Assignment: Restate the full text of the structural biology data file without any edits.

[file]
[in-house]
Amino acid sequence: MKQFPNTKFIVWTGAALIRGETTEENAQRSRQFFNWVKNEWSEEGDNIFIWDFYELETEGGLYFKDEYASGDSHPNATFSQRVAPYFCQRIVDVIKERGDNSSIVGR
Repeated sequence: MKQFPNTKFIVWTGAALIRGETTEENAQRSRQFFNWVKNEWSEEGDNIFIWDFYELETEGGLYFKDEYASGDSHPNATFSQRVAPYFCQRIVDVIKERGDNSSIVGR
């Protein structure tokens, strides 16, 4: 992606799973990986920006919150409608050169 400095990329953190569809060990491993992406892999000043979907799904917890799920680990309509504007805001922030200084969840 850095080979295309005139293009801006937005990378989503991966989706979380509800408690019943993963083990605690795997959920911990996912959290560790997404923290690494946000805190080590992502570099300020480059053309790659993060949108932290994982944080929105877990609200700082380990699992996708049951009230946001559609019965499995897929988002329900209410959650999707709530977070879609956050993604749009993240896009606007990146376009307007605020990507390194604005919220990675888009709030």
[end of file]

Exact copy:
[in-house]
Amino acid sequence: MKQFPNTKFIVWTGAALIRGETTEENAQRSRQFFNWVKNEWSEEGDNIFIWDFYELETEGGLYFKDEYASGDSHPNATFSQRVAPYFCQRIVDVIKERGDNSSIVGR
Repeated sequence: MKQFPNTKFIVWTGAALIRGETTEENAQRSRQFFNWVKNEWSEEGDNIFIWDFYELETEGGLYFKDEYASGDSHPNATFSQRVAPYFCQRIVDVIKERGDNSSIVGR
């Protein structure tokens, strides 16, 4: 992606799973990986920006919150409608050169 400095990329953190569809060990491993992406892999000043979907799904917890799920680990309509504007805001922030200084969840 850095080979295309005139293009801006937005990378989503991966989706979380509800408690019943993963083990605690795997959920911990996912959290560790997404923290690494946000805190080590992502570099300020480059053309790659993060949108932290994982944080929105877990609200700082380990699992996708049951009230946001559609019965499995897929988002329900209410959650999707709530977070879609956050993604749009993240896009606007990146376009307007605020990507390194604005919220990675888009709030």